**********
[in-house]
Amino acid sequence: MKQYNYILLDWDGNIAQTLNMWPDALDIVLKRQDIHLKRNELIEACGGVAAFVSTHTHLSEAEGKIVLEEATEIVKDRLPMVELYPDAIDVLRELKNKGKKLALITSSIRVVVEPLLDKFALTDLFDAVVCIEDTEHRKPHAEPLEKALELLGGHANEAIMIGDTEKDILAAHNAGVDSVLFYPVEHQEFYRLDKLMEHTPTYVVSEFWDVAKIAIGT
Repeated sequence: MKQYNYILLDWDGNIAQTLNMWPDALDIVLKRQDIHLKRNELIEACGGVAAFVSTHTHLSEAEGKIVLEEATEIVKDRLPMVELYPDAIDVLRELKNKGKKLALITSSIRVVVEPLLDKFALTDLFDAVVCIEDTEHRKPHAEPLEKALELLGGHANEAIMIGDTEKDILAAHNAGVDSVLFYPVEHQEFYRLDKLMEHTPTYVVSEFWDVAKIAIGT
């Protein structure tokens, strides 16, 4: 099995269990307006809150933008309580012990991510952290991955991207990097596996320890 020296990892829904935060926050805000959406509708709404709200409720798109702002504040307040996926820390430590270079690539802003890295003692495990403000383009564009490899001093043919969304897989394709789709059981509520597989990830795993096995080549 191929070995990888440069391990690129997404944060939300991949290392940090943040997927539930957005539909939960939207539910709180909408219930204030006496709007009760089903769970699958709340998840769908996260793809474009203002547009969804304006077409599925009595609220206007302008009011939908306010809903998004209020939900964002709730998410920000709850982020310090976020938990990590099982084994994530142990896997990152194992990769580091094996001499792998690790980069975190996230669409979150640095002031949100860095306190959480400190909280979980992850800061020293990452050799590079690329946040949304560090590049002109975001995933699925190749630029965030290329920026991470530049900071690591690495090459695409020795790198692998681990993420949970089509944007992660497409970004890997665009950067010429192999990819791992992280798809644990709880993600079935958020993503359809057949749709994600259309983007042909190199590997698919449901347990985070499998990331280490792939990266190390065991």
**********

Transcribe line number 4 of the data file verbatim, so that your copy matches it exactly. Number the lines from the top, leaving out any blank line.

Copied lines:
């Protein structure tokens, strides 16, 4: 099995269990307006809150933008309580012990991510952290991955991207990097596996320890 020296990892829904935060926050805000959406509708709404709200409720798109702002504040307040996926820390430590270079690539802003890295003692495990403000383009564009490899001093043919969304897989394709789709059981509520597989990830795993096995080549 191929070995990888440069391990690129997404944060939300991949290392940090943040997927539930957005539909939960939207539910709180909408219930204030006496709007009760089903769970699958709340998840769908996260793809474009203002547009969804304006077409599925009595609220206007302008009011939908306010809903998004209020939900964002709730998410920000709850982020310090976020938990990590099982084994994530142990896997990152194992990769580091094996001499792998690790980069975190996230669409979150640095002031949100860095306190959480400190909280979980992850800061020293990452050799590079690329946040949304560090590049002109975001995933699925190749630029965030290329920026991470530049900071690591690495090459695409020795790198692998681990993420949970089509944007992660497409970004890997665009950067010429192999990819791992992280798809644990709880993600079935958020993503359809057949749709994600259309983007042909190199590997698919449901347990985070499998990331280490792939990266190390065991």